I am always thinking of what former and current bosses would say about me if I ever gave their names as a reference. I mean, I’m a hard worker, honest and always willing to help, but is that what they would say? A good reference is important, after all, to getting the job you want and building a great career.
I came across an article by Liz Ryan, a Forbes blogger, called “The Truth About Job References.” I thought that I’d share some of Ryan’s tips and add a few of my own so others would be able to get the best references that they can.
When choosing references, here are five things you should keep in mind:
- Choose references that will say something good about you. You don’t need a lot of references, but you need people on the list who are passionate fans of your work.
- It is okay to list a co-worker/friend as a reference, but make sure it’s the right one. Choose a co-worker that has actually seen your work, has a good reputation on the job and can honestly say how great of a person you are!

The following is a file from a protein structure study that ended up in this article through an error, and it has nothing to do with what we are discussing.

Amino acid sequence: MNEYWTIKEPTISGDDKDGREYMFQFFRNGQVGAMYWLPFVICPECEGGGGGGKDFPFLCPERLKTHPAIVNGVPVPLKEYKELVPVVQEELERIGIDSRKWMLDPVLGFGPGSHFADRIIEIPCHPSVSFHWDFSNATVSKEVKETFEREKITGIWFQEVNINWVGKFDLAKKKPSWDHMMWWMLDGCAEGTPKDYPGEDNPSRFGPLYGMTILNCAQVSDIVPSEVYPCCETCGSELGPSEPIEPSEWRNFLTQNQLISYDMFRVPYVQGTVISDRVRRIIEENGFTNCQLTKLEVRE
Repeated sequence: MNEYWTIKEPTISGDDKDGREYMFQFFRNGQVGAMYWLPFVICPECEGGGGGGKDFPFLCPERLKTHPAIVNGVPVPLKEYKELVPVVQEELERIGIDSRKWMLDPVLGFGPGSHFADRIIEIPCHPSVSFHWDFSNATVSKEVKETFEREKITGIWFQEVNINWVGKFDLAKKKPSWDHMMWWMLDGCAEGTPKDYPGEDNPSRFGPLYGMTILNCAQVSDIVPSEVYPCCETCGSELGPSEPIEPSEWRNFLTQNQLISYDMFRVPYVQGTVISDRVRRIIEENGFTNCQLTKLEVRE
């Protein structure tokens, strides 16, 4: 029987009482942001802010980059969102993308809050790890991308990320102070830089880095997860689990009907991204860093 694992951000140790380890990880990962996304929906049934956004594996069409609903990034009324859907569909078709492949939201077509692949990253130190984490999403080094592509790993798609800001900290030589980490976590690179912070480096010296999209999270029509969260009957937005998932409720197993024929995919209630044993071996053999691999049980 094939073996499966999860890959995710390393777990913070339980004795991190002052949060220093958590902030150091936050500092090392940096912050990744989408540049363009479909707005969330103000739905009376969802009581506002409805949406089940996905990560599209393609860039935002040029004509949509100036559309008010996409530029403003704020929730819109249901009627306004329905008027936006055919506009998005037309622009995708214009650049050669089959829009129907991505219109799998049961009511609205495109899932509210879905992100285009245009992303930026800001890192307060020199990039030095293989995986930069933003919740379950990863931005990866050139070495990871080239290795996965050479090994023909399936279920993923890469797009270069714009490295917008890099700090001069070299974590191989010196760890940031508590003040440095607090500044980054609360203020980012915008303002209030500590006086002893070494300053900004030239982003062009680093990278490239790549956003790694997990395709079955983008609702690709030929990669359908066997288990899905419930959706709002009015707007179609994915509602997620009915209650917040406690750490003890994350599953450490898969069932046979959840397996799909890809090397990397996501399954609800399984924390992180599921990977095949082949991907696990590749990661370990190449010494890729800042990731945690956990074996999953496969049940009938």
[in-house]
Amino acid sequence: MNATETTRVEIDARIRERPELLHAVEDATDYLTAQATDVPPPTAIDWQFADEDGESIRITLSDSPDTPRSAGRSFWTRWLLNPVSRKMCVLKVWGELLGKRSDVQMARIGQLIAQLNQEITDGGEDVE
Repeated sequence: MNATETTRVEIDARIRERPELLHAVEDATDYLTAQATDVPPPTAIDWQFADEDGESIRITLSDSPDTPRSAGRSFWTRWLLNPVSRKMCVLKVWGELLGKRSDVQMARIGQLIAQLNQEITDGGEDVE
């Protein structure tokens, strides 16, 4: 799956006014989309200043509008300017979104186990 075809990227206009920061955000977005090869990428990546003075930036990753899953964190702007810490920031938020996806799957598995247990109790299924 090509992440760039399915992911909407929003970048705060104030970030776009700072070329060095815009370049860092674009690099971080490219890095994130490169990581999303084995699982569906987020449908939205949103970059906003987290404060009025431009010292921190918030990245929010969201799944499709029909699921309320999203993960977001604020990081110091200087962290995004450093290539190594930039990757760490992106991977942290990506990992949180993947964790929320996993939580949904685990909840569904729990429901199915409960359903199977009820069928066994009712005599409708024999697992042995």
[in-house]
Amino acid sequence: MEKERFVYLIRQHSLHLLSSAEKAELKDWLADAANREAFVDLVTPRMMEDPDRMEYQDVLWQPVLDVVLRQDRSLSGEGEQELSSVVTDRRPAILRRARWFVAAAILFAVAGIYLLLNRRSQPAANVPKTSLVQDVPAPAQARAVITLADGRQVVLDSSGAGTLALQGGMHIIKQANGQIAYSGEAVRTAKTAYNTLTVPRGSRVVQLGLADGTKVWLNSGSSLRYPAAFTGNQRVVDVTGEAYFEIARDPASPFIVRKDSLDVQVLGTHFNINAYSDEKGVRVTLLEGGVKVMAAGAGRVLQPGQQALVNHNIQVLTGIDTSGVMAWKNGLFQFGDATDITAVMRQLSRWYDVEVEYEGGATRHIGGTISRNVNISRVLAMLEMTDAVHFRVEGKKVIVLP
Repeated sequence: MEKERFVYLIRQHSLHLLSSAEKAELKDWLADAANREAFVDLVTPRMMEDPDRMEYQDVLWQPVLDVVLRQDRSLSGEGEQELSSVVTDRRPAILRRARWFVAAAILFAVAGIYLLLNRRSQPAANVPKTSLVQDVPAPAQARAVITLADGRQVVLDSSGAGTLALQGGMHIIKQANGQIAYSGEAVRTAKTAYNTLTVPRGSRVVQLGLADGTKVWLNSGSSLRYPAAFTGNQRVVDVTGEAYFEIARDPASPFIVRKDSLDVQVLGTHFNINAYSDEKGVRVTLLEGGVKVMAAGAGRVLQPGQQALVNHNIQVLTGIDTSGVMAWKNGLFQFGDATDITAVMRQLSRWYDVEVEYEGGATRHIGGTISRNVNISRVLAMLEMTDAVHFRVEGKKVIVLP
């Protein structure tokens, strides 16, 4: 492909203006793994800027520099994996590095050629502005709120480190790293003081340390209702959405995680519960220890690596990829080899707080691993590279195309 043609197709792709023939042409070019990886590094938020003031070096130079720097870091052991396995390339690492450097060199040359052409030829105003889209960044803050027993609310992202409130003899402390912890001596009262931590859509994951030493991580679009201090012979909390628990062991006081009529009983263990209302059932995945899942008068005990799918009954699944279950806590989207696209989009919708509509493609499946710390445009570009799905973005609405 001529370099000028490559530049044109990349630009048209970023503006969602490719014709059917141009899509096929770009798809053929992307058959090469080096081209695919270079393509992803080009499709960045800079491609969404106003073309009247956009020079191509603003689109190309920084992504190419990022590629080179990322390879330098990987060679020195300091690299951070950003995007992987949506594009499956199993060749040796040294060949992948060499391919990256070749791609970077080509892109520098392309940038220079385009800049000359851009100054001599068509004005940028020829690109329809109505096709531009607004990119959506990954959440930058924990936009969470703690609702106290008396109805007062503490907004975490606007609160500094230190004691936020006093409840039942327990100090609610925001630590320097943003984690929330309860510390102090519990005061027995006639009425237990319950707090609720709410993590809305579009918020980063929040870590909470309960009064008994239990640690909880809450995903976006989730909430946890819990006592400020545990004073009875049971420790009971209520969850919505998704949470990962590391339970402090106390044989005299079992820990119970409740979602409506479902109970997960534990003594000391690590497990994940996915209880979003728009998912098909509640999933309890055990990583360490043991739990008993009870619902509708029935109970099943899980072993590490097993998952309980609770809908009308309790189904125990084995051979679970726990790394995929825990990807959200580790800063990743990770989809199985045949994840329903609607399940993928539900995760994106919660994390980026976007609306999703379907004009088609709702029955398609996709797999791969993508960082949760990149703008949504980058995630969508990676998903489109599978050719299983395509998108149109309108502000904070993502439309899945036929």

- Most recruiters want references from former bosses. Choose one from a job that you left on good terms.
- Choose a mix of references from different jobs or timeframes in your career. This will give the recruiter a variety of opinions and a grander view of who you are.
- If you happen to have a history of “horrible bosses,” choose a co-worker at the management level who actually witnessed your work, even though you were not working directly for them. Make sure you have their permission to be listed as a reference. It’s better to have a good reference from someone else’s boss than a bad one from your own!
Job references help recruiters learn who you are from other people’s point of view, so it is important that you choose people who will paint a pretty and honest picture of you. Good luck!